Cars are sometimes simply too bold or futuristic, though often just one particular feature can spoil the package.
We've selected 10 new cars with divisive looks, but we've actually only just scratched the surface – there are so many more examples out there.
Launched in 2014, the Mk 3 Renault Twingo was the city car that dared to be different. With its rear engine and spacious interior, it's been a quirky choice ever since.
Sadly, some people think it's just plain weird. Up front there's a slim grille, massive headlights and enormous Renault badge.
Then there's the upright, sculpted profile and slammed rear. No amount of stripes and colour-coding can redeem the latest Twingo for some...
Bentley’s first SUV almost seems to defy logic. The Bentayga’s a beast, weighing in at around 2.5 tonnes, yet its mighty 6.0-litre W12 engine can propel it to 60mph in 4.0 seconds and on to a top speed of 187mph.
It may be beautifully made and a revelation to drive, but it isn't everybody’s cup of tea. The huge matrix grille and floating LED headlamps are too much for some, while others criticise its slightly bland rear.
The C4 Cactus caused a sensation when it debuted in 2014 with its bold styling and retro details. Most people liked its shape, but the giant Airbumps stuck on the doors were too much for many, even if they did prevent dings when people open doors clumsily in car parks.
Citroen took note and launched a revised version (pictured) in 2018. Almost Airbump-less, it also looks more conventional at the front thanks to Citroen's corporate nose.
Arguably one of the most divisive cars on the road, the Evoque Convertible (a topless 4x4) is pretty unique, with virtually no competitors. However, many believe the Evoque's sleek SUV good looks were lost when its roof was sliced off and the drop-top version looks out of proportion.
Maybe it's one of those cars that's best judged up close and personal. Whether you like it or not, the good news is that it's still incredibly capable off-road.
Instantly recognisable from all angles, Suzuki’s quirky and very capable mini urban crossover is easy to drive, surprisingly spacious and cheap to run.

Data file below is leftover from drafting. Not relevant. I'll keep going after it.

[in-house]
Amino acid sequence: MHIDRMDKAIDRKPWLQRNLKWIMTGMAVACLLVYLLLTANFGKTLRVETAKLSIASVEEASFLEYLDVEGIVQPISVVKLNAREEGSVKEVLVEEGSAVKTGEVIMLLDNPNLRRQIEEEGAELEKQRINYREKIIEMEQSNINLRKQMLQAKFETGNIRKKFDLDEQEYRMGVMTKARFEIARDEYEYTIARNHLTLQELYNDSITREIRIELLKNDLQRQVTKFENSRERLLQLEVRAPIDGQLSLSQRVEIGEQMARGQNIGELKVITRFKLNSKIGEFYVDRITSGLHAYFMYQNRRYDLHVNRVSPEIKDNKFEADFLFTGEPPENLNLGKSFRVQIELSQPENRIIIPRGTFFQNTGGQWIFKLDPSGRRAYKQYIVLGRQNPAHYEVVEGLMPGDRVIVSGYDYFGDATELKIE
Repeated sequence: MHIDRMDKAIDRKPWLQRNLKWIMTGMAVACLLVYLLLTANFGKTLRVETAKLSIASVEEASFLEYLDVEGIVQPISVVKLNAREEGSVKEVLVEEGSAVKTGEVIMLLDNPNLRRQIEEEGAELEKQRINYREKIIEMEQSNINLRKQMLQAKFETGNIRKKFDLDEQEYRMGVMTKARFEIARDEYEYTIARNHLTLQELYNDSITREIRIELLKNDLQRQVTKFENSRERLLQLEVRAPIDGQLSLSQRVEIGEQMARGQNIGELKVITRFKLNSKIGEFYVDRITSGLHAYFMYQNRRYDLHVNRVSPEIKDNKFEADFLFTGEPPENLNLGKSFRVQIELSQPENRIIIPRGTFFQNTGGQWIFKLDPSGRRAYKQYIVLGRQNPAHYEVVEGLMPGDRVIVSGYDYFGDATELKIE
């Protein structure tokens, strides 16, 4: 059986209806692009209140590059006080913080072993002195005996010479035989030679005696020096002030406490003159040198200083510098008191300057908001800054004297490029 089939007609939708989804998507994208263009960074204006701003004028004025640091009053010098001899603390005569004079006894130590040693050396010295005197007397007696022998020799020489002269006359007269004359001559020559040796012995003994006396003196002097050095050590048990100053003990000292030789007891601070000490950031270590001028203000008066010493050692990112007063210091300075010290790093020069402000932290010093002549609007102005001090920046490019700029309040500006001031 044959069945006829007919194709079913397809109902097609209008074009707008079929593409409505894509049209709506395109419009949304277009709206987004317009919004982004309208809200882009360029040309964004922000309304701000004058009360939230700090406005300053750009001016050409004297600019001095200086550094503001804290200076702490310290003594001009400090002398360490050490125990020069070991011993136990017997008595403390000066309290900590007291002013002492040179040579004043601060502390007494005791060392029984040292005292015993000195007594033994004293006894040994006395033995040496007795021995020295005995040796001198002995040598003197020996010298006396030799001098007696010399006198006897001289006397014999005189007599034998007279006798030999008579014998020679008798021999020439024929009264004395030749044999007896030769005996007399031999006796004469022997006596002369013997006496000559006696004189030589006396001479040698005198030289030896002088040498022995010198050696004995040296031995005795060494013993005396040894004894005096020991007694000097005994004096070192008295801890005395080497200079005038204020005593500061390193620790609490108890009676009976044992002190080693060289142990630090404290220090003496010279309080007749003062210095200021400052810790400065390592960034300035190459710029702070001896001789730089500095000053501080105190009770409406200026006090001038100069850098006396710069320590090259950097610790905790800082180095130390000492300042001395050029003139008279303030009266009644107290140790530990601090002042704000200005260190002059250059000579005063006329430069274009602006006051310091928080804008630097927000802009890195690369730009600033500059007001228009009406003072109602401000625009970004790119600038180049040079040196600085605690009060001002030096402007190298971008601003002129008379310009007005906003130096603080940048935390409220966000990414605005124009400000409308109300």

It looks particularly cheeky from the front, but it’s those chunky C pillars and trapezoid, upright rear that divide opinion. What do you think?
The Kia Soul is a Marmite of cars – you either love it or hate it. Distinctive it may be, but that squared off rear end and slab nose is really divisive.
That’s a shame, because the Soul is a bold piece of design and it’s also available as a 100% electric vehicle (pictured). Spacious and pleasant to drive, it also benefits from Kia’s unbeatable seven-year warranty.
Toyota’s C-HR compact crossover is now a relatively common sight on our roads and still looks like a motor show concept. The 'C-HR' stands for 'Coupe-High Rider' and its sleek design is daring with a low-slung coupe-like roofline.
However, it's another love-hate car – maybe because it's a little too futuristic and radical for some.
Mazda's MX-5 is still the world's most popular roadster – 28 years after the original was launched. The latest (fourth generation) MX-5 has been with us since 2016 and is the best yet.
However, it's not been universally praised for its looks. It may have a pert rear, but that nose is too mean for many and its profile has lost that simple magic of previous versions.
In other words, it's no longer the cute two-seater that it was. In fact, some say the Fiat 124 (which is based on the MX-5) is the better looking car...
Launched in 2017, the 10th generation Honda Civic is bigger than ever. Built in Britain and boasting a rewarding driving experience, spacious interior and all the latest tech, it’s a class act.
The Civic’s bold, aerodynamically aggressive styling is too radical for some, however, while the Type R hot hatch version with its enormous rear spoiler is just OTT.
Porsche's big Panamera is a prime example of a car that people either love or hate. Critics say it looks like an awkwardly stretched 911, but we reckon it's one of those cars that you have to see in the metal in order to fully appreciate it.
Porsche listened and the latest version (pictured) has evolved into something a little less controversial – but does it rock your boat?
I'm an experienced journalist, digital editor and copywriter, now specialising in motoring. I’m editor of Automotive Blog and have worked across the media in newspapers, magazines, TV, teletext, radio and online for household names including the BBC, GMTV, ITV and MSN. I’ve produced digital content in the financial sector for Lloyds Bank, Nationwide and the Money Advice Service. I'm married with two children and live near Bath in Somerset.